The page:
The overvaluation from long-term averages for US stocks in recent years has been well known
to equity investors. Unfortunately, valuations give you no information on timing – they tell you
how far you’re likely to fall, but not when. The virus, specifically the “cure” for the virus, was the
proximate cause for the fall in valuations we have seen since February, but in truth it could have
been triggered by many other events. Nevertheless, the correction in valuations has not led to a
free-for-all, where buying almost any stock will turn into a great long-term buy.

First of all, the breadth of overvalued stocks was much greater this time than the two previous
market tops. The top-left chart shows a much fatter distribution of P/Es in February 2020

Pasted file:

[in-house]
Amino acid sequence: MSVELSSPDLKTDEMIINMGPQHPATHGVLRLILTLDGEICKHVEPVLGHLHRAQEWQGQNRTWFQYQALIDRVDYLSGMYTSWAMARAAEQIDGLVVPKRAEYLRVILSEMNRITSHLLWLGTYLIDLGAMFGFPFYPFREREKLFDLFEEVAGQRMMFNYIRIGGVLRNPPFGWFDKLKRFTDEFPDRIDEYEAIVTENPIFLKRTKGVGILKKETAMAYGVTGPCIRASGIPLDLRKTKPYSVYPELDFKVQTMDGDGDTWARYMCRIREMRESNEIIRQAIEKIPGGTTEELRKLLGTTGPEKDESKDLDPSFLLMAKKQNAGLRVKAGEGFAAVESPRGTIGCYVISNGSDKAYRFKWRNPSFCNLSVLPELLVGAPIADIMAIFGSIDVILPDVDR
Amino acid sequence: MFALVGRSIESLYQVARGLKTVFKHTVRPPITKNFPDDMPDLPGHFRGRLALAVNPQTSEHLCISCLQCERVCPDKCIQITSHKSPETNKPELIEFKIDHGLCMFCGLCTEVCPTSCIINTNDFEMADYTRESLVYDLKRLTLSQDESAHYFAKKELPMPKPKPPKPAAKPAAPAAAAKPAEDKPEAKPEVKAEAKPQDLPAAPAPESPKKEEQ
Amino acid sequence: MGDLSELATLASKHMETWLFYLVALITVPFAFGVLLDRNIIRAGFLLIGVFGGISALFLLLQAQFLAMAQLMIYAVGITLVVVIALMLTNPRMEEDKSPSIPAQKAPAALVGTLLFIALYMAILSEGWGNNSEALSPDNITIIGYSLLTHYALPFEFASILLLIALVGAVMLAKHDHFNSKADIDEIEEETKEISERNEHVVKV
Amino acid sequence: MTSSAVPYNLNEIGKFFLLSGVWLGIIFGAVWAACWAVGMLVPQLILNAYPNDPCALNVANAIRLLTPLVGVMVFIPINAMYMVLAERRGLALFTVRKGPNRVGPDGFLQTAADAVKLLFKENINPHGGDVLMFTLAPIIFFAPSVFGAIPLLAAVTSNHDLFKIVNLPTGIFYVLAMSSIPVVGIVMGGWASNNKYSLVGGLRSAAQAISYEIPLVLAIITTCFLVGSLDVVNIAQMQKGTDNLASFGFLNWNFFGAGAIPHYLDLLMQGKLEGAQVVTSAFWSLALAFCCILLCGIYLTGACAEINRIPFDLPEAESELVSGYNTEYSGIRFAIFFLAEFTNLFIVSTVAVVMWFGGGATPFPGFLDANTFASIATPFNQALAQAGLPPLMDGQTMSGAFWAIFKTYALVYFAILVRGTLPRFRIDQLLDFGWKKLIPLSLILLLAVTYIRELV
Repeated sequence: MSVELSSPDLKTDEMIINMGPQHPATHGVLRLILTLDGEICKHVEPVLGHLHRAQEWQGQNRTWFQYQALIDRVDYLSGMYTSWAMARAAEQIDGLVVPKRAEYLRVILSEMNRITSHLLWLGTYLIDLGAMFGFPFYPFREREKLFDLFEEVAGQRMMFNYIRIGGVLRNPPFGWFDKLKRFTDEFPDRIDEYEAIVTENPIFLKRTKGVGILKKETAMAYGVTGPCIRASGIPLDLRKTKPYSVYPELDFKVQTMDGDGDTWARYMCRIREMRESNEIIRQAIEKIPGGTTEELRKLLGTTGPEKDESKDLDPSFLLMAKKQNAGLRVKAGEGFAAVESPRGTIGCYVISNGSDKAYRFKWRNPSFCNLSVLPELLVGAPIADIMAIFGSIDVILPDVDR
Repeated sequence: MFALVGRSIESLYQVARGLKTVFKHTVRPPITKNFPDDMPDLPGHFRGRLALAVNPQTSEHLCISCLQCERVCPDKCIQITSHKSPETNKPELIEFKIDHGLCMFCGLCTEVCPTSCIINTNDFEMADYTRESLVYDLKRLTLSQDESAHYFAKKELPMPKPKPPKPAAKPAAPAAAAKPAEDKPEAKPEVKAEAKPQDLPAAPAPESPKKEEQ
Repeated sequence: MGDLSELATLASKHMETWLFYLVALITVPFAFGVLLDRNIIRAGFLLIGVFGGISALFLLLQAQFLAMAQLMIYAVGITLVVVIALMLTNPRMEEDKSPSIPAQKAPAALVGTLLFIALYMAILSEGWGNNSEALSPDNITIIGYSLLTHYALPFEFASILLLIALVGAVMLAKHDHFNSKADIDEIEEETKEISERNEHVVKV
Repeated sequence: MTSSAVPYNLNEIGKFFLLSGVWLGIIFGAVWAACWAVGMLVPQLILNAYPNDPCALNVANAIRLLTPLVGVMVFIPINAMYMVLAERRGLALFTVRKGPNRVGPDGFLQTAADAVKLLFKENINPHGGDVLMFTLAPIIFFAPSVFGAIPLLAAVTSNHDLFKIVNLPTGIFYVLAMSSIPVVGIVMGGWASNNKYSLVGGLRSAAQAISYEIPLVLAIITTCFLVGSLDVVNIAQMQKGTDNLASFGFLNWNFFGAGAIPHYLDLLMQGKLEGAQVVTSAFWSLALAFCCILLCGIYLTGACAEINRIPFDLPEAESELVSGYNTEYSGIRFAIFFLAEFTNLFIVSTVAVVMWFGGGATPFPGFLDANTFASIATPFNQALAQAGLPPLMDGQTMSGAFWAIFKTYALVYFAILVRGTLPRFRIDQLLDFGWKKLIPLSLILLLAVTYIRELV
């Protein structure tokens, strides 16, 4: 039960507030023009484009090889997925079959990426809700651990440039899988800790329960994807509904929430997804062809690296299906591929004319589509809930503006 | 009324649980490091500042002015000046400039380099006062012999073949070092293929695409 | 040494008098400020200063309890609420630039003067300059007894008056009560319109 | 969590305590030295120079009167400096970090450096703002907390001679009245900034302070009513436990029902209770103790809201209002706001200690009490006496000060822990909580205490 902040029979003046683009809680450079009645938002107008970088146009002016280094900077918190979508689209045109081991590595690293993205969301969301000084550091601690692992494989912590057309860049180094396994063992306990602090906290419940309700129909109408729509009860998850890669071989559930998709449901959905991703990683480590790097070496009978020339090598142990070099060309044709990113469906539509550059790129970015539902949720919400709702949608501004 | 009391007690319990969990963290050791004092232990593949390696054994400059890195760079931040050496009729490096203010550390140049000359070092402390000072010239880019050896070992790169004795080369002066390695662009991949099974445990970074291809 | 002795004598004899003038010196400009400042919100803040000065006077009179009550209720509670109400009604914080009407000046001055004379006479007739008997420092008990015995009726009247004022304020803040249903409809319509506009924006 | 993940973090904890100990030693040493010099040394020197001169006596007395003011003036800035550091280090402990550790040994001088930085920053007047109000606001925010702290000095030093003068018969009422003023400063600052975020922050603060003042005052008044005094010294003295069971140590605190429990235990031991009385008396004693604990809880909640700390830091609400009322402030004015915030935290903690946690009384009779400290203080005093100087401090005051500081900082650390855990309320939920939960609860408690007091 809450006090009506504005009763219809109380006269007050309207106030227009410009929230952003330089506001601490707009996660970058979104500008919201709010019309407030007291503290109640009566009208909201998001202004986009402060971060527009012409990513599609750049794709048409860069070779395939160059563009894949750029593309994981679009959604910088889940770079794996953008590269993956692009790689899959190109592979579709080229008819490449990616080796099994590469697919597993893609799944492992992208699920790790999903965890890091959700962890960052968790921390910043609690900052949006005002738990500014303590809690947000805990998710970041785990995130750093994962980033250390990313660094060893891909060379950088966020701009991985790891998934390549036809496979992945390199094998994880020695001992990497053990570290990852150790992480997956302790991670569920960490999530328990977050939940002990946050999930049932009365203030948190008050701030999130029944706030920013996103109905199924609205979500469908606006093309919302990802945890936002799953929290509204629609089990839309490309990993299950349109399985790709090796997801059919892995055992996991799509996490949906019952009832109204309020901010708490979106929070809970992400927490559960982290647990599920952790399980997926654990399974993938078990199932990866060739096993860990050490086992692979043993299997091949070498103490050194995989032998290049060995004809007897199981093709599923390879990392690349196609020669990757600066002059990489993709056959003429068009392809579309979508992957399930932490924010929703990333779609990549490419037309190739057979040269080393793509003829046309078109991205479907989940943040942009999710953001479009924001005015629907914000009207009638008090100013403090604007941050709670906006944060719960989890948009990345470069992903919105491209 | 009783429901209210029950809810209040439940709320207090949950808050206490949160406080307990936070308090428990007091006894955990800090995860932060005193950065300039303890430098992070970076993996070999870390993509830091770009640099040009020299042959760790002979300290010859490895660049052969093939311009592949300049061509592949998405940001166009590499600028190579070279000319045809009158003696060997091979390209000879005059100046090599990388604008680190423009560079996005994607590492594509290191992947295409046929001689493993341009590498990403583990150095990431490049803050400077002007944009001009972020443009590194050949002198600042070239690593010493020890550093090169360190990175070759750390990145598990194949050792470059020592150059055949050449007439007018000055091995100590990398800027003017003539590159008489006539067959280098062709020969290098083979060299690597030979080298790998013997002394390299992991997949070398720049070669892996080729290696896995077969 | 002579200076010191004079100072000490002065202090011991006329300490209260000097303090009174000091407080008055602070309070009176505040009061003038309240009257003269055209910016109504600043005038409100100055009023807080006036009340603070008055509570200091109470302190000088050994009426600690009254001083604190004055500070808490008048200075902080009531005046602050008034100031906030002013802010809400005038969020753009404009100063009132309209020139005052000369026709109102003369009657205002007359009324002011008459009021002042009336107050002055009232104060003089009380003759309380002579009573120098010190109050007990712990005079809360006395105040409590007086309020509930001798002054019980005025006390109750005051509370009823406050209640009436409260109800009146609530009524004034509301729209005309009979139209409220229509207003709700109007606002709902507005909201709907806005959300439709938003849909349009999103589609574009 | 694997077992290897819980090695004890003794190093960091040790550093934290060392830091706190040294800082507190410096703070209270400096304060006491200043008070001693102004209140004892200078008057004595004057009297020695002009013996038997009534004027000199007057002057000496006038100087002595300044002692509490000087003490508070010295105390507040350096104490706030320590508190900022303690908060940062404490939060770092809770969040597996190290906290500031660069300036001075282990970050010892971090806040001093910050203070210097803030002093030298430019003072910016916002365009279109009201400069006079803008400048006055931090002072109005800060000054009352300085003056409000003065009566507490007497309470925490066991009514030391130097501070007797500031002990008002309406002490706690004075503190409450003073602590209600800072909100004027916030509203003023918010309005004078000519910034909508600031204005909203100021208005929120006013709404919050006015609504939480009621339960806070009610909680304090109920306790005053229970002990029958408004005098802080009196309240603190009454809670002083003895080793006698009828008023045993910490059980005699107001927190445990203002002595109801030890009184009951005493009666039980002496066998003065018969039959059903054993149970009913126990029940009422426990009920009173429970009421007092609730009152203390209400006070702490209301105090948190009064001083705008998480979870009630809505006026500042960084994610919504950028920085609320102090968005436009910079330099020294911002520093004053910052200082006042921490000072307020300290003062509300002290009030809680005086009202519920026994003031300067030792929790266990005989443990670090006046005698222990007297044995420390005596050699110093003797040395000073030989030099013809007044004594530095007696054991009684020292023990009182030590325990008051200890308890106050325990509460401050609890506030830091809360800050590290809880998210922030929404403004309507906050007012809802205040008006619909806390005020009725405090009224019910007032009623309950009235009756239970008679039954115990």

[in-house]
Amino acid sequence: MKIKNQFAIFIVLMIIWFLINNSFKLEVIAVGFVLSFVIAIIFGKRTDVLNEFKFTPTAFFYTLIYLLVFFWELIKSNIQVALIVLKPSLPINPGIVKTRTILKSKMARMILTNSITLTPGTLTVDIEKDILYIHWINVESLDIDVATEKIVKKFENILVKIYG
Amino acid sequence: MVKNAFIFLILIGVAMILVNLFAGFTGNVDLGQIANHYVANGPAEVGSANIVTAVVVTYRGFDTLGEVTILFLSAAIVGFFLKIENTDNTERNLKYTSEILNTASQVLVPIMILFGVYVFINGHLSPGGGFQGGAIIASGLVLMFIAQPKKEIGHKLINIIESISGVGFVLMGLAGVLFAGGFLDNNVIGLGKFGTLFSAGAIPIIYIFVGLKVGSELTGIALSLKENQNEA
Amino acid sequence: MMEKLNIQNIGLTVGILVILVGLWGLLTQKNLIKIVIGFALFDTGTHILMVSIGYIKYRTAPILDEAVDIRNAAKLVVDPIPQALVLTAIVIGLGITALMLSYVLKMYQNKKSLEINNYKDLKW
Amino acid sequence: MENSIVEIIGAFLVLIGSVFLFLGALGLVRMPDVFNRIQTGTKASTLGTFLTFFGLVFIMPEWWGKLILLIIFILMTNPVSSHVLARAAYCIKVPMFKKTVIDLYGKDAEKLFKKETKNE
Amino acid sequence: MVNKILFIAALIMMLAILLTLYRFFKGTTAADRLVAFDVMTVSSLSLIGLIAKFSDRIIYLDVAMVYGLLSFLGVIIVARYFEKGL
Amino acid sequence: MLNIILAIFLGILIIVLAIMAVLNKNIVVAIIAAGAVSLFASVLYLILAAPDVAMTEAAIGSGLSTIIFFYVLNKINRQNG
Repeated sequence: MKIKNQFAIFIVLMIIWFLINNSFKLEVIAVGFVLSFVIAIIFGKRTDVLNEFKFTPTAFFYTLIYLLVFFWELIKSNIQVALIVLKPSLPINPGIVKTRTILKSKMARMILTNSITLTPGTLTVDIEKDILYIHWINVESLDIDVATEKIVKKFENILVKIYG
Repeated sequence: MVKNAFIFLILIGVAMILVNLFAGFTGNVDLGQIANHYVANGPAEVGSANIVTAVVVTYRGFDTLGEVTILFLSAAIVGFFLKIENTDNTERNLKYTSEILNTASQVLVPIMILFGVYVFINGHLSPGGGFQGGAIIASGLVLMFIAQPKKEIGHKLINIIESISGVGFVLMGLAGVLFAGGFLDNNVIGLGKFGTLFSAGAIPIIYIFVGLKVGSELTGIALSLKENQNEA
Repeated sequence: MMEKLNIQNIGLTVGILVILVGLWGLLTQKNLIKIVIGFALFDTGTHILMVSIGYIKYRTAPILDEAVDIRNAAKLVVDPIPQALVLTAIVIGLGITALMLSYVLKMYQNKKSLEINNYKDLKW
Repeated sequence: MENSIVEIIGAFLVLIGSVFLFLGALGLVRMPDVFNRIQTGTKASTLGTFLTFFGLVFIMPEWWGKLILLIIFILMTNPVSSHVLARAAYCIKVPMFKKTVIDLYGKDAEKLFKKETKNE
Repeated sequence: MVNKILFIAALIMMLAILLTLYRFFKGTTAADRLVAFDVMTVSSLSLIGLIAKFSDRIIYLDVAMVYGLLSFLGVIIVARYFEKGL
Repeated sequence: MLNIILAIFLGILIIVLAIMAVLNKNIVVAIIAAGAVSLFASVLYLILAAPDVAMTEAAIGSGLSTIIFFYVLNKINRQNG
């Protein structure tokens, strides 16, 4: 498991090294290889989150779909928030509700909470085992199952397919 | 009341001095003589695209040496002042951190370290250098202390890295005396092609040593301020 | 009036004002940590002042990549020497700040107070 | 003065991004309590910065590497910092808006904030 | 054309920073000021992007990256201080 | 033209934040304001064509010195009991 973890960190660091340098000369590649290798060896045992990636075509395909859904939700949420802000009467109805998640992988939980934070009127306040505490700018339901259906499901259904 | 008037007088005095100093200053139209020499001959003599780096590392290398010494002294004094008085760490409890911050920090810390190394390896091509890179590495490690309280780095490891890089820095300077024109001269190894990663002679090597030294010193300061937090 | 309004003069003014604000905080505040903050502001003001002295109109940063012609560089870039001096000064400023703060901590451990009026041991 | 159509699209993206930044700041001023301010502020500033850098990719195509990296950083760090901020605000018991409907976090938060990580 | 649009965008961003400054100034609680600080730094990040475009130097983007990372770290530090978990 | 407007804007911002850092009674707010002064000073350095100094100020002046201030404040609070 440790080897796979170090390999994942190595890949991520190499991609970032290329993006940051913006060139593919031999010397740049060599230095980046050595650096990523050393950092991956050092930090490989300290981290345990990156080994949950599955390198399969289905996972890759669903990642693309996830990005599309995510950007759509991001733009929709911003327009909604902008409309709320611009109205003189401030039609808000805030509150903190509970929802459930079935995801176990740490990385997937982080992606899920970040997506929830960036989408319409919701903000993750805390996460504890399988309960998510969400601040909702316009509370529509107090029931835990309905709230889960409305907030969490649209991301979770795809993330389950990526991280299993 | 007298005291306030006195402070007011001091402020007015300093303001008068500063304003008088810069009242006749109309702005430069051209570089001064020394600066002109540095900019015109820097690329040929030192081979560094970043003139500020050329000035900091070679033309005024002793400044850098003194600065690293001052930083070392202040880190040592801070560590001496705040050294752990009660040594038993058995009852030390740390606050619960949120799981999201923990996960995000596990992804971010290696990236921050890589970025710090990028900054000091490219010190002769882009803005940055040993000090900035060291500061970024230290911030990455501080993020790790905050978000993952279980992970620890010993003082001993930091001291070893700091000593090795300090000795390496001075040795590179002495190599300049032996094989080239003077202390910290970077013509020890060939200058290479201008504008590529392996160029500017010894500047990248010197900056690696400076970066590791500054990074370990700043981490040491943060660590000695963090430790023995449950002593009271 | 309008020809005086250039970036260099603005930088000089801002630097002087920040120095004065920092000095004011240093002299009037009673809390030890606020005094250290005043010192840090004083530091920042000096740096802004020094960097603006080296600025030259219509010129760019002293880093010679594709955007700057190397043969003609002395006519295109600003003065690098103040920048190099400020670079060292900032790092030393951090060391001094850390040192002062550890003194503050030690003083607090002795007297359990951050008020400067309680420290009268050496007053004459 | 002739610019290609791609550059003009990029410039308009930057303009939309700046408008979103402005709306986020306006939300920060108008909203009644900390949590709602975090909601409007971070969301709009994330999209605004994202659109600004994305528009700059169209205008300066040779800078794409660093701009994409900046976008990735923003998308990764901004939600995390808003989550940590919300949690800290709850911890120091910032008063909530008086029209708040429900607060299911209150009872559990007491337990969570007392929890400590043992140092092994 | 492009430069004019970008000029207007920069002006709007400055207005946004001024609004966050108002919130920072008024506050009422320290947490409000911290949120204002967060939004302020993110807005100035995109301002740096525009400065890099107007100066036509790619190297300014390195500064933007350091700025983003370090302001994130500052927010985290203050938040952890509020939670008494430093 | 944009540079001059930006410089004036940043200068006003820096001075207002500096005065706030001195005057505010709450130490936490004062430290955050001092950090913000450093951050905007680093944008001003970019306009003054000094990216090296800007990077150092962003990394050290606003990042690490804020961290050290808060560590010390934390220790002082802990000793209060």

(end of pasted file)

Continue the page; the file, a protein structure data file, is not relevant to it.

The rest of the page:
compared to the 2000 and 2007 tops (bottom-left chart). The recent correction has caused
valuations to fall, but the distribution of stock P/Es (top-right chart) is not dissimilar to the 2000
and 2007 markets at their peaks. Discernment from investors is still required to avoid overvalued
stocks, despite the fall in valuations. Moreover, it takes on average almost three years after a
bear market begins for the index’s CAPE to bottom (last chart; prices may bottom first though, as
happened in the 1974-1980 period, when prices rose but P/Es kept falling). We outline in our
recent Thematic for clients, Crisis Management, key stocks to own and those to avoid.

Source: Bloomberg, Macrobond and Variant Perception